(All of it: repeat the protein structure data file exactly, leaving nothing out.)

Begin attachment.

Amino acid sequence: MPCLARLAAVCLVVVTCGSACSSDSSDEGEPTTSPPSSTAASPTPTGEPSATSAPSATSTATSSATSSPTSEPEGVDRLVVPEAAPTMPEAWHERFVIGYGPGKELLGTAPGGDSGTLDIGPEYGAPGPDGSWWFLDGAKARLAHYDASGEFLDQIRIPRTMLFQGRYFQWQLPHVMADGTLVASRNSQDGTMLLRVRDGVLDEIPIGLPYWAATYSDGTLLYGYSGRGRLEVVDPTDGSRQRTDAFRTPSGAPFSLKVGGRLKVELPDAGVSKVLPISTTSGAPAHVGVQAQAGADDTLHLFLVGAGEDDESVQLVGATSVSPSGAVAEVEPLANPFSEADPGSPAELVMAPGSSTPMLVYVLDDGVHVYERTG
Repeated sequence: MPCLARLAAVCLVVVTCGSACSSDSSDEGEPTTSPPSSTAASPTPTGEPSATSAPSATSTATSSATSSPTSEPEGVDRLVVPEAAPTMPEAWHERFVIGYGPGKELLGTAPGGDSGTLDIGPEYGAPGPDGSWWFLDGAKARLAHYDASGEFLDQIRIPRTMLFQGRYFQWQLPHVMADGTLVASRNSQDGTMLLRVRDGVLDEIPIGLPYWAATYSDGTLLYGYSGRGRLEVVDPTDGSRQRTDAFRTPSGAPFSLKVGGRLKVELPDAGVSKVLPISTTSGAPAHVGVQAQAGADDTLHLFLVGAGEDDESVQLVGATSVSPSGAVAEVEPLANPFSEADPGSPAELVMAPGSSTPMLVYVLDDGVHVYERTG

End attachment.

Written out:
Amino acid sequence: MPCLARLAAVCLVVVTCGSACSSDSSDEGEPTTSPPSSTAASPTPTGEPSATSAPSATSTATSSATSSPTSEPEGVDRLVVPEAAPTMPEAWHERFVIGYGPGKELLGTAPGGDSGTLDIGPEYGAPGPDGSWWFLDGAKARLAHYDASGEFLDQIRIPRTMLFQGRYFQWQLPHVMADGTLVASRNSQDGTMLLRVRDGVLDEIPIGLPYWAATYSDGTLLYGYSGRGRLEVVDPTDGSRQRTDAFRTPSGAPFSLKVGGRLKVELPDAGVSKVLPISTTSGAPAHVGVQAQAGADDTLHLFLVGAGEDDESVQLVGATSVSPSGAVAEVEPLANPFSEADPGSPAELVMAPGSSTPMLVYVLDDGVHVYERTG
Repeated sequence: MPCLARLAAVCLVVVTCGSACSSDSSDEGEPTTSPPSSTAASPTPTGEPSATSAPSATSTATSSATSSPTSEPEGVDRLVVPEAAPTMPEAWHERFVIGYGPGKELLGTAPGGDSGTLDIGPEYGAPGPDGSWWFLDGAKARLAHYDASGEFLDQIRIPRTMLFQGRYFQWQLPHVMADGTLVASRNSQDGTMLLRVRDGVLDEIPIGLPYWAATYSDGTLLYGYSGRGRLEVVDPTDGSRQRTDAFRTPSGAPFSLKVGGRLKVELPDAGVSKVLPISTTSGAPAHVGVQAQAGADDTLHLFLVGAGEDDESVQLVGATSVSPSGAVAEVEPLANPFSEADPGSPAELVMAPGSSTPMLVYVLDDGVHVYERTG